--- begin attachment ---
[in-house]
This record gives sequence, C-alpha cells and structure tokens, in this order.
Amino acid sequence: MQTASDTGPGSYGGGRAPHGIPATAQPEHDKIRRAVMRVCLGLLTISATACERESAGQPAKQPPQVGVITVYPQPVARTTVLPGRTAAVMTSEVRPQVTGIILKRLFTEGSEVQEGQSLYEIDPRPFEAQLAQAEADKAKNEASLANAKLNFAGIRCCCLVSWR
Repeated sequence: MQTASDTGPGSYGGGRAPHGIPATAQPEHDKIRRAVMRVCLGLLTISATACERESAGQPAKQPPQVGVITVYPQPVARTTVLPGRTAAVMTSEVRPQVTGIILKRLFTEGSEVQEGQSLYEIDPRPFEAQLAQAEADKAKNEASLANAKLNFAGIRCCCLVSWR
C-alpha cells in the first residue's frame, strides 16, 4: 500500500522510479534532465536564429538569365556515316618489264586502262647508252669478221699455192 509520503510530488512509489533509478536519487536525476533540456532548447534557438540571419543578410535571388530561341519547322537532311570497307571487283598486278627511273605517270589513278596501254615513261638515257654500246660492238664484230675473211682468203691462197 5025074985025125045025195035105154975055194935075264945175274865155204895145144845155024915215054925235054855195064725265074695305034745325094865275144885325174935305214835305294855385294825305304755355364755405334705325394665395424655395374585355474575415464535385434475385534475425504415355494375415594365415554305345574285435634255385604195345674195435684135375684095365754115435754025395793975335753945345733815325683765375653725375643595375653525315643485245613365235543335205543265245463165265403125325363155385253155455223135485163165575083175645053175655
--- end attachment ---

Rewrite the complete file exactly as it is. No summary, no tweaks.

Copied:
[in-house]
This record gives sequence, C-alpha cells and structure tokens, in this order.
Amino acid sequence: MQTASDTGPGSYGGGRAPHGIPATAQPEHDKIRRAVMRVCLGLLTISATACERESAGQPAKQPPQVGVITVYPQPVARTTVLPGRTAAVMTSEVRPQVTGIILKRLFTEGSEVQEGQSLYEIDPRPFEAQLAQAEADKAKNEASLANAKLNFAGIRCCCLVSWR
Repeated sequence: MQTASDTGPGSYGGGRAPHGIPATAQPEHDKIRRAVMRVCLGLLTISATACERESAGQPAKQPPQVGVITVYPQPVARTTVLPGRTAAVMTSEVRPQVTGIILKRLFTEGSEVQEGQSLYEIDPRPFEAQLAQAEADKAKNEASLANAKLNFAGIRCCCLVSWR
C-alpha cells in the first residue's frame, strides 16, 4: 500500500522510479534532465536564429538569365556515316618489264586502262647508252669478221699455192 509520503510530488512509489533509478536519487536525476533540456532548447534557438540571419543578410535571388530561341519547322537532311570497307571487283598486278627511273605517270589513278596501254615513261638515257654500246660492238664484230675473211682468203691462197 5025074985025125045025195035105154975055194935075264945175274865155204895145144845155024915215054925235054855195064725265074695305034745325094865275144885325174935305214835305294855385294825305304755355364755405334705325394665395424655395374585355474575415464535385434475385534475425504415355494375415594365415554305345574285435634255385604195345674195435684135375684095365754115435754025395793975335753945345733815325683765375653725375643595375653525315643485245613365235543335205543265245463165265403125325363155385253155455223135485163165575083175645053175655